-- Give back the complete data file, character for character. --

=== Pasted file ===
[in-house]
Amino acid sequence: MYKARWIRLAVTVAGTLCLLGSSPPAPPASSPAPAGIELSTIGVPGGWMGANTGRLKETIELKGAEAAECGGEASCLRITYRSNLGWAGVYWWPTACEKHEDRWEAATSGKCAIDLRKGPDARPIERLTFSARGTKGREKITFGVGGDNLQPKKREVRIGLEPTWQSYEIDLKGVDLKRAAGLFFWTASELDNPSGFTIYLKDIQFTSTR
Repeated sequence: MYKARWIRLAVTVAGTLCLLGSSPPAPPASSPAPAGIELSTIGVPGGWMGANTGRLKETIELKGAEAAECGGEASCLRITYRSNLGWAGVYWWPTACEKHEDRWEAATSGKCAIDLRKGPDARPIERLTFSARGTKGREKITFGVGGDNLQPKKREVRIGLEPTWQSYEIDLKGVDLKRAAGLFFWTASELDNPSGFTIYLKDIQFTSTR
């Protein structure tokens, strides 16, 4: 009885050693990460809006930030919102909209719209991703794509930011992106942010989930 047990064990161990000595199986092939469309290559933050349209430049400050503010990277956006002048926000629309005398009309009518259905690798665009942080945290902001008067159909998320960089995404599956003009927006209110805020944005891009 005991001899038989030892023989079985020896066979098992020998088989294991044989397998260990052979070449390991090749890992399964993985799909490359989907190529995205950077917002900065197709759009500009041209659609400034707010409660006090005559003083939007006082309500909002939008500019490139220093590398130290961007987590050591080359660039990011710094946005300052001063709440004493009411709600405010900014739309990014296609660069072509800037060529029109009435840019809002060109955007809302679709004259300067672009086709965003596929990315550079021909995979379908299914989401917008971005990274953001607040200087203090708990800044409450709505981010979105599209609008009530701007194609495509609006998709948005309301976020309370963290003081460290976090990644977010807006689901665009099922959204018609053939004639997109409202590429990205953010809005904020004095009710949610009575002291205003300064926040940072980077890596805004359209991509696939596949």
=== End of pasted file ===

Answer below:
[in-house]
Amino acid sequence: MYKARWIRLAVTVAGTLCLLGSSPPAPPASSPAPAGIELSTIGVPGGWMGANTGRLKETIELKGAEAAECGGEASCLRITYRSNLGWAGVYWWPTACEKHEDRWEAATSGKCAIDLRKGPDARPIERLTFSARGTKGREKITFGVGGDNLQPKKREVRIGLEPTWQSYEIDLKGVDLKRAAGLFFWTASELDNPSGFTIYLKDIQFTSTR
Repeated sequence: MYKARWIRLAVTVAGTLCLLGSSPPAPPASSPAPAGIELSTIGVPGGWMGANTGRLKETIELKGAEAAECGGEASCLRITYRSNLGWAGVYWWPTACEKHEDRWEAATSGKCAIDLRKGPDARPIERLTFSARGTKGREKITFGVGGDNLQPKKREVRIGLEPTWQSYEIDLKGVDLKRAAGLFFWTASELDNPSGFTIYLKDIQFTSTR
């Protein structure tokens, strides 16, 4: 009885050693990460809006930030919102909209719209991703794509930011992106942010989930 047990064990161990000595199986092939469309290559933050349209430049400050503010990277956006002048926000629309005398009309009518259905690798665009942080945290902001008067159909998320960089995404599956003009927006209110805020944005891009 005991001899038989030892023989079985020896066979098992020998088989294991044989397998260990052979070449390991090749890992399964993985799909490359989907190529995205950077917002900065197709759009500009041209659609400034707010409660006090005559003083939007006082309500909002939008500019490139220093590398130290961007987590050591080359660039990011710094946005300052001063709440004493009411709600405010900014739309990014296609660069072509800037060529029109009435840019809002060109955007809302679709004259300067672009086709965003596929990315550079021909995979379908299914989401917008971005990274953001607040200087203090708990800044409450709505981010979105599209609008009530701007194609495509609006998709948005309301976020309370963290003081460290976090990644977010807006689901665009099922959204018609053939004639997109409202590429990205953010809005904020004095009710949610009575002291205003300064926040940072980077890596805004359209991509696939596949």